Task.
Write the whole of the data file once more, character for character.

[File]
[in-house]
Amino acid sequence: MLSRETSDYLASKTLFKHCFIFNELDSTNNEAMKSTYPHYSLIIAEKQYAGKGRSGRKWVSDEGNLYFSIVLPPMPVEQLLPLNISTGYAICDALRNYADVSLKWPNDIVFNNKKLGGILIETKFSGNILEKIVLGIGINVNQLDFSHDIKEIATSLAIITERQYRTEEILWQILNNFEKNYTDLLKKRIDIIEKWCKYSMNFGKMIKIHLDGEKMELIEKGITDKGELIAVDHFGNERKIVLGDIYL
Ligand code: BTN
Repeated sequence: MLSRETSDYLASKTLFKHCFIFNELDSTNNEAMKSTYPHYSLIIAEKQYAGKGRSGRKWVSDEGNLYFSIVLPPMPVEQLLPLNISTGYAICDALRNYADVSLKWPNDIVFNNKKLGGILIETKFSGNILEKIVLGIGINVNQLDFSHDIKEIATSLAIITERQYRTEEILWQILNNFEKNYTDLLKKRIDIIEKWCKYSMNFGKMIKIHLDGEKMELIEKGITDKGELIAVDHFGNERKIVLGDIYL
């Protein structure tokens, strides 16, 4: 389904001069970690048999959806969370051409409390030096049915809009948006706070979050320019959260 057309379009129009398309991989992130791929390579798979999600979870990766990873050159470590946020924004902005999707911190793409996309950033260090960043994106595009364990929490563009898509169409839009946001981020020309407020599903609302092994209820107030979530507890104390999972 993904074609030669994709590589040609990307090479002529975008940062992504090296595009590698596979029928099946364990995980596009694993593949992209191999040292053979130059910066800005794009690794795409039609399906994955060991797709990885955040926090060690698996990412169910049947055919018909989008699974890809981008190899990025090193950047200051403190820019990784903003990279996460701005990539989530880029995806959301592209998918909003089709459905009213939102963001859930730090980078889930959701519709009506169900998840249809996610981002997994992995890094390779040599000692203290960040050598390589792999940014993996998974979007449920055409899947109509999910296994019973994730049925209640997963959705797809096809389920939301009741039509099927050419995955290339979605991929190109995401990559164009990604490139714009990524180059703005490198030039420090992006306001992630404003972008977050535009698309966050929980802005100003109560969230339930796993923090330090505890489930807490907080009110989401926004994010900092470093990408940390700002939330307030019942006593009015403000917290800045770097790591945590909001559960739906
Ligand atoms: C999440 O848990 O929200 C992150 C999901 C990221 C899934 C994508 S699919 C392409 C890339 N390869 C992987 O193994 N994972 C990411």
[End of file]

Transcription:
[in-house]
Amino acid sequence: MLSRETSDYLASKTLFKHCFIFNELDSTNNEAMKSTYPHYSLIIAEKQYAGKGRSGRKWVSDEGNLYFSIVLPPMPVEQLLPLNISTGYAICDALRNYADVSLKWPNDIVFNNKKLGGILIETKFSGNILEKIVLGIGINVNQLDFSHDIKEIATSLAIITERQYRTEEILWQILNNFEKNYTDLLKKRIDIIEKWCKYSMNFGKMIKIHLDGEKMELIEKGITDKGELIAVDHFGNERKIVLGDIYL
Ligand code: BTN
Repeated sequence: MLSRETSDYLASKTLFKHCFIFNELDSTNNEAMKSTYPHYSLIIAEKQYAGKGRSGRKWVSDEGNLYFSIVLPPMPVEQLLPLNISTGYAICDALRNYADVSLKWPNDIVFNNKKLGGILIETKFSGNILEKIVLGIGINVNQLDFSHDIKEIATSLAIITERQYRTEEILWQILNNFEKNYTDLLKKRIDIIEKWCKYSMNFGKMIKIHLDGEKMELIEKGITDKGELIAVDHFGNERKIVLGDIYL
């Protein structure tokens, strides 16, 4: 389904001069970690048999959806969370051409409390030096049915809009948006706070979050320019959260 057309379009129009398309991989992130791929390579798979999600979870990766990873050159470590946020924004902005999707911190793409996309950033260090960043994106595009364990929490563009898509169409839009946001981020020309407020599903609302092994209820107030979530507890104390999972 993904074609030669994709590589040609990307090479002529975008940062992504090296595009590698596979029928099946364990995980596009694993593949992209191999040292053979130059910066800005794009690794795409039609399906994955060991797709990885955040926090060690698996990412169910049947055919018909989008699974890809981008190899990025090193950047200051403190820019990784903003990279996460701005990539989530880029995806959301592209998918909003089709459905009213939102963001859930730090980078889930959701519709009506169900998840249809996610981002997994992995890094390779040599000692203290960040050598390589792999940014993996998974979007449920055409899947109509999910296994019973994730049925209640997963959705797809096809389920939301009741039509099927050419995955290339979605991929190109995401990559164009990604490139714009990524180059703005490198030039420090992006306001992630404003972008977050535009698309966050929980802005100003109560969230339930796993923090330090505890489930807490907080009110989401926004994010900092470093990408940390700002939330307030019942006593009015403000917290800045770097790591945590909001559960739906
Ligand atoms: C999440 O848990 O929200 C992150 C999901 C990221 C899934 C994508 S699919 C392409 C890339 N390869 C992987 O193994 N994972 C990411």